“When you leave a 12-string neck open and play on the 6-string neck, you get the 12 strings vibrating in sympathy, like an Indian sitar

“When you leave a 12-string neck open and play on the 6-string neck, you get the 12 strings vibrating in sympathy, like an Indian sitar. I use it on Stairway to Heaven like that”: How Jimmy Page brought the studio magic of Stairway to the stage”

In the world of rock ‘n’ roll, few songs have the iconic status of Led Zeppelin’sStairway to Heaven“.

Today, we at SEE ROCK LIVE MAGAZINE celebrate the 80th birthday of the maestro behind this masterpiece, Jimmy Page.

His contributions to the electric guitar lexicon are countless, but none more iconic than the eight-minute epic, “Stairway to Heaven”, crowned by a soaring lead break that is almost universally hailed as one of the greatest guitar solos of all time. Page’s studio magic for “Stairway” involved a Harmony acoustic guitar, a Fender Electric XII 12-string, and his trusty Telecaster for the triumphant solo. However, the challenge was to bring this studio magic to the live stage, where he couldn’t use all three guitars. The solution? The Gibson EDS-1275 double-neck.The EDS-1275 not only made live performances of “Stairway” possible, but it also added a unique dimension to its sound. Page explained in a 1977 interview,

“The main thing is, there’s an effect you can get where you leave the 12-string neck open – as far as the sound goes – and play on the 6-string neck, and you get the 12-strings vibrating in sympathy. It’s like an Indian sitar, and I’ve worked on that a little bit. I use it on Stairway like that – not on [Led Zeppelin IV] but on the [The Song Remains the Same] soundtrack and film”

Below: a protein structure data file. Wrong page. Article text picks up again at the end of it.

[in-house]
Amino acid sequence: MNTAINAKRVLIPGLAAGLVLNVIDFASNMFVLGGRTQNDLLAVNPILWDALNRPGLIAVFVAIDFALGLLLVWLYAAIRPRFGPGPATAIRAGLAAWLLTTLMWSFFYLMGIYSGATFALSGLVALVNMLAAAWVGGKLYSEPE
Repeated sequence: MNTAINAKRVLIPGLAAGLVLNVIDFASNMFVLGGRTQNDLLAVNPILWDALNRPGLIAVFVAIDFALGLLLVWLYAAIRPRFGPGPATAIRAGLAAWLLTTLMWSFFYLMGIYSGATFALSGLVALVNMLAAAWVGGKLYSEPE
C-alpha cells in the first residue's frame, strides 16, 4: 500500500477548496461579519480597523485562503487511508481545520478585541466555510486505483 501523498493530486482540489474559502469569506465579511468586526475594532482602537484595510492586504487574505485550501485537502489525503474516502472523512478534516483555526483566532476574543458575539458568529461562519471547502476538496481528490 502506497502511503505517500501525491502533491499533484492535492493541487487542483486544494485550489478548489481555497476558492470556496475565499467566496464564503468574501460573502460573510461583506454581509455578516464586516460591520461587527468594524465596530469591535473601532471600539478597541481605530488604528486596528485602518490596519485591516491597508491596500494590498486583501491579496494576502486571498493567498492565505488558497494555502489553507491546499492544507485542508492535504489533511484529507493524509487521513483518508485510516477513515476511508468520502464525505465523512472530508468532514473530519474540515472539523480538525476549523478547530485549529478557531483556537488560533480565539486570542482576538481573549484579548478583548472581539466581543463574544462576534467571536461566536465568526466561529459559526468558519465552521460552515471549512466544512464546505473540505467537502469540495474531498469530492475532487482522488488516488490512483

Page’s EDS-1275 was a special order, acquired at a time when Gibson had stopped production of the model. His prominent use of the model on live versions of “Stairway” arguably led to the biggest demand for the EDS-1275, resulting in its reinstatement to Gibson’s lineup in the mid-’70s, where it has remained ever since. During the Zeppelin days, Page kept his double-neck model essentially the same as when he first got it, though he later swapped out the Gibson pickups on the six-string with coverless Seymour Duncan units. This iconic guitar would later be exhibited at the Metropolitan Museum of Art in New York City, as part of the institution’s Play It Loud: Instruments of Rock and Roll exhibit

So, as we celebrate Jimmy Page’s 80th birthday, we also celebrate the magic of “Stairway to Heaven” and the unique sound of the Gibson EDS-1275 that helped bring this studio masterpiece to life on stage. Rock on, Jimmy!


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